This semester, Grand View is reducing the number of course sections that will use the IDEA student ratings of instruction; sections that don’t use this instrument will use an in-house questionnaire instead. While we’ll still receive the same amount of student feedback and comments, this move has sparked some (constructive) conversation about the larger question of student evaluations of their learning experience and how we use it to reflect upon and improve our teaching. In particular, when it comes to putting together our faculty evaluation portfolios or post-tenure reviews, we need to consider what forms of evidence we use to talk about our teaching practices and their effectiveness. Often, we lean on end-of-semester instruments, like IDEA data or Core assessment rubrics. But teaching is a complex endeavor, and we need a wider range of evidence to accurately tell our pedagogical story.
In-term evaluations are a potentially rich source of data to help us reflect on our teaching. There are a number of ways, both formal and informal, we can gather feedback both about and from our students regarding their learning. Most importantly, though, we don’t need to set aside large amounts of class time or construct a formal survey in order to collect good data. One easy way to gather feedback from our students is to do quick “exit papers” that they complete–anonymously, of course–in the last few minutes of a class period and hand in on their way out. The most effective technique is to use brief, well-chosen questions that prompt students to give honest and useful feedback. Here are some sample exercises that can help us quickly and conveniently collect quality feedback:
- The “keep/start/stop” survey: Ask your students to briefly answer these three questions:
- what should we keep doing?
- What should we start doing?
- What should we stop doing?
In a few minutes, we can get good feedback on what’s been working and what we might want to revisit. And if we do this exercise after the first few weeks of class, we have the opportunity to make any necessary changes while there’s still time for them to have an impact. Variations on the “keep/start/stop” type of informal evaluation include:
- “Three Things”: Craig Nelson of Indiana University (and a former GV Summer Institute speaker!) uses this brief set of questions to gauge student learning and to assess the efficacy of his classroom practice:
- What are three important things you’ve learned so far?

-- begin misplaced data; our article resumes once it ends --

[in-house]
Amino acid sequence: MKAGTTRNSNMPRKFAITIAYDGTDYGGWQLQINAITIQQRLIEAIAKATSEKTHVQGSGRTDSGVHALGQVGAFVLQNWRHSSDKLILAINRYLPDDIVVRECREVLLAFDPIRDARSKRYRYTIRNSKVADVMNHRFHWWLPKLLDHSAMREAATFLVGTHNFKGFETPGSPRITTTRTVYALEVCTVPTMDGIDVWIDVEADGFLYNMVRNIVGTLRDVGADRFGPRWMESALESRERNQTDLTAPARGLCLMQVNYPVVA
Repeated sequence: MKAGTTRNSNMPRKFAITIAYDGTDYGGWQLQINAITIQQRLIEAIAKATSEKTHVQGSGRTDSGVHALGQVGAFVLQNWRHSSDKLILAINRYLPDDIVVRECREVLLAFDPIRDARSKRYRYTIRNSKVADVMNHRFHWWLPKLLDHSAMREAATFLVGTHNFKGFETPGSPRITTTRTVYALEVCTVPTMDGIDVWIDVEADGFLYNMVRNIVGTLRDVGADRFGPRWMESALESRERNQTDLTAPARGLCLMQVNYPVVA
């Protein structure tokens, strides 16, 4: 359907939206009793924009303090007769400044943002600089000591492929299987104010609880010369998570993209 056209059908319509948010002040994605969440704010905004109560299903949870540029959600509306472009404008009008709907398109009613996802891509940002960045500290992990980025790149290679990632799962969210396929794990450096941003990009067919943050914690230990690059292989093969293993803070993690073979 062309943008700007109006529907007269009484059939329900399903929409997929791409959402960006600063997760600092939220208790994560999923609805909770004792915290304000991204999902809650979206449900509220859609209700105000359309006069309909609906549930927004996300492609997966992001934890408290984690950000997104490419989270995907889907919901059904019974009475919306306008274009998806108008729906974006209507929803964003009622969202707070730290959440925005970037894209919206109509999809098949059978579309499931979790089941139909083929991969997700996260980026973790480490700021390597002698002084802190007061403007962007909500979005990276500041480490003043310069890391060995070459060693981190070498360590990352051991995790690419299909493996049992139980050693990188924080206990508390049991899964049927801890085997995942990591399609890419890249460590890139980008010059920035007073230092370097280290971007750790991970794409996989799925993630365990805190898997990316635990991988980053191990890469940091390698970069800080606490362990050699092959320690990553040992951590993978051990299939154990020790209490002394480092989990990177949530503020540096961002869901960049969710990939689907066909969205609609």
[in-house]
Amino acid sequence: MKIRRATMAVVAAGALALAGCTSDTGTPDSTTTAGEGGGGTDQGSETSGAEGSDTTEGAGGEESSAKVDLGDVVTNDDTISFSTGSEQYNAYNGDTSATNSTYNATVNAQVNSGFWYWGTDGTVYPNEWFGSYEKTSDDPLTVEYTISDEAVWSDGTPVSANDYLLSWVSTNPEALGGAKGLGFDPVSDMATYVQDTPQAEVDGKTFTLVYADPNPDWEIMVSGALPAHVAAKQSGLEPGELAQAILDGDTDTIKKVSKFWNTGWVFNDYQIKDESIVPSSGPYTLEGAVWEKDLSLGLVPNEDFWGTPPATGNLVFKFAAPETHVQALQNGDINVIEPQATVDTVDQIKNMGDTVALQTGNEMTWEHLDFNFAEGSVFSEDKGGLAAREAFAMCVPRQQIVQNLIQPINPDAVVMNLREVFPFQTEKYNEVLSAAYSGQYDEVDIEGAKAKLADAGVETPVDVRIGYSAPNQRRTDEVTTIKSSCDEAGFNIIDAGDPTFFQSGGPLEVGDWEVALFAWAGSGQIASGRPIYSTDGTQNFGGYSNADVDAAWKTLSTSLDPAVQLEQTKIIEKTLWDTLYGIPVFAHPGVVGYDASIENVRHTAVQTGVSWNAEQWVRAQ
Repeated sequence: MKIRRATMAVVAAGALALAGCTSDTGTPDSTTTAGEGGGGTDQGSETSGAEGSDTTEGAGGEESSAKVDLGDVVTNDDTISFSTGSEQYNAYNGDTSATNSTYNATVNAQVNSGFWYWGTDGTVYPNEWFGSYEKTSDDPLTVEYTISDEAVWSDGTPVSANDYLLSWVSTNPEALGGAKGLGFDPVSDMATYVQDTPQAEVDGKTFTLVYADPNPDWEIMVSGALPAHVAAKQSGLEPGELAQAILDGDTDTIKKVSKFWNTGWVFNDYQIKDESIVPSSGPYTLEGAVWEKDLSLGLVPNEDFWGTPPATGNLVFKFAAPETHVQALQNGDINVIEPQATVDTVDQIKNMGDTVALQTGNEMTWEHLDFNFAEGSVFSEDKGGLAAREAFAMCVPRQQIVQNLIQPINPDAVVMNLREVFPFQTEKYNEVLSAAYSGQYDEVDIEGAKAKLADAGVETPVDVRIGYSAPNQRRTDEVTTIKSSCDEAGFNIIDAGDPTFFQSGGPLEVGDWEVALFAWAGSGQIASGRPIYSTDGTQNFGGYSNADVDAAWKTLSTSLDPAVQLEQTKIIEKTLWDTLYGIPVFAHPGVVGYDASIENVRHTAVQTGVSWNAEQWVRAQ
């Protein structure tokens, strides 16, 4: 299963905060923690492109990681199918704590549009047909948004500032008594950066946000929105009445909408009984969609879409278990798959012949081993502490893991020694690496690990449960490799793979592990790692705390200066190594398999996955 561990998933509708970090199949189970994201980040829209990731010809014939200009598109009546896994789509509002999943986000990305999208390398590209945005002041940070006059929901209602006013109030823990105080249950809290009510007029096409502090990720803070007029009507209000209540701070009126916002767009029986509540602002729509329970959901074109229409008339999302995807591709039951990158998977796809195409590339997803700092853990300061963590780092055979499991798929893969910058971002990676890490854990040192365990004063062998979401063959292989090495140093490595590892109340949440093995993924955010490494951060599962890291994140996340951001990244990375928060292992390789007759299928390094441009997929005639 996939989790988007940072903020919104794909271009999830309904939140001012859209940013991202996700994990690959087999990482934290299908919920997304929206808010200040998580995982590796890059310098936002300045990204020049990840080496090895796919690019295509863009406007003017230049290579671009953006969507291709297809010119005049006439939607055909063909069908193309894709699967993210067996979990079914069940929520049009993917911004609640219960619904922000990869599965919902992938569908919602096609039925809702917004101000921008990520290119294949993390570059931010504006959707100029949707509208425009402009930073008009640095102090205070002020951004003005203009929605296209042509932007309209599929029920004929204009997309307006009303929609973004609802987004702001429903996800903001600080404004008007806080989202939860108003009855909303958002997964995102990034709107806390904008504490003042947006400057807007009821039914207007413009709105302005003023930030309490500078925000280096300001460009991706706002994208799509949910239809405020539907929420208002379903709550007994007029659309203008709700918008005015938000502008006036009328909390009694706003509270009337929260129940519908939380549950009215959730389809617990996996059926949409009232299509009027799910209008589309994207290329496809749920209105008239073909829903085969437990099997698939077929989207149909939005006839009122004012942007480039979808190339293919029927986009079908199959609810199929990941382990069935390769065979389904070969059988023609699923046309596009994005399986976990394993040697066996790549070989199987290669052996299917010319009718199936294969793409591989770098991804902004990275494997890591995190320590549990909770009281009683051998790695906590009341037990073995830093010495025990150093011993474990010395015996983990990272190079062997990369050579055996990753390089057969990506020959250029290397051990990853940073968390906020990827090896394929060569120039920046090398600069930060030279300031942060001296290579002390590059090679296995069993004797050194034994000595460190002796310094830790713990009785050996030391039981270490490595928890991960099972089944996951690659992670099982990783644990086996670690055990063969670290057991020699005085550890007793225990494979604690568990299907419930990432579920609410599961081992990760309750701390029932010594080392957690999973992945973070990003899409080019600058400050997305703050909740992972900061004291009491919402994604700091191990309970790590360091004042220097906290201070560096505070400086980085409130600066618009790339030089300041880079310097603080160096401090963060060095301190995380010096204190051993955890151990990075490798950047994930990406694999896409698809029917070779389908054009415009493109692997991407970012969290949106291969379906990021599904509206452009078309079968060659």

- What are three aspects of this class that have helped your learning so far?
- What are three things that you wish were different?
This set of questions allows us to not only get a sense of how effective our pedagogical practice is for a particular course, but also to gauge whether or not our students are learning important course concepts and material.
- “Plus-Delta”: Have students draw a square, then divide it into a 2×2 square chart. The left two squares are “plus,” and the right two are “delta [change].” Have students enter the following information into the various quadrants:
- top left-what about the course is most helping their learning [plus]
- top right-what they would change about the course [delta]
- bottom left-what about their own choices and actions is most helping their learning [plus]
- bottom right-what they would change about their own choices and actions pertaining to their work in the course [delta]
The advantage of this exercise is that it not only gathers feedback about particular course elements that are working well for student learning, but it has students consider their own agency in the class. How are they approaching the material outside of class? Are those practices interfering with them successfully learning ? In this sense, the plus-delta exercise can create some “teachable moments.”
In addition to this type of informal feedback exercise, we can also administer more formal surveys to our students at midterm to “take the temperature” of our course. It’s important to administer this type of survey in the same manner that we do end-of-semester course evaluations, in that students should complete them anonymously, and preferably with the instructor not present. A midterm survey can take a number of different forms; we could ask questions that target a particular area (if we’re using a new text or pedagogical approach, for example) for students to offer feedback on, or we can structure them similar to end-of-term surveys. There are some good examples of this type of midterm feedback instrument online; I’m partial to the sample forms offered by Vanderbilt’s Center for Teaching, which can be accessed by clicking this link.
Finally, one of the services CETL offers is the mid-semester Small Group Assessment. SGAs involve a trained facilitator from CETL leading your students through a highly-structured guided reflection on their learning and their own contributions to the class and its work (done without the faculty member present). Then, the facilitator analyzes the feedback, organizes it, and meets with the instructor to go over the results and discuss next steps. (You can find some descriptions of the process as it’s used at other schools here and here.) You’ll get a report with all of the student feedback anonymized and transcribed, as well as some analysis and recommendations based upon the written and oral feedback gathered from the class. This report is kept confidential; only the facilitator and instructor see it, and it’s not used for any other purpose than this type of formative assessment. The SGA is a great tool to gather meaningful feedback and improve student learning, and we’d love to help you use it. Feel free to contact us to set up a SGA for one of your classes.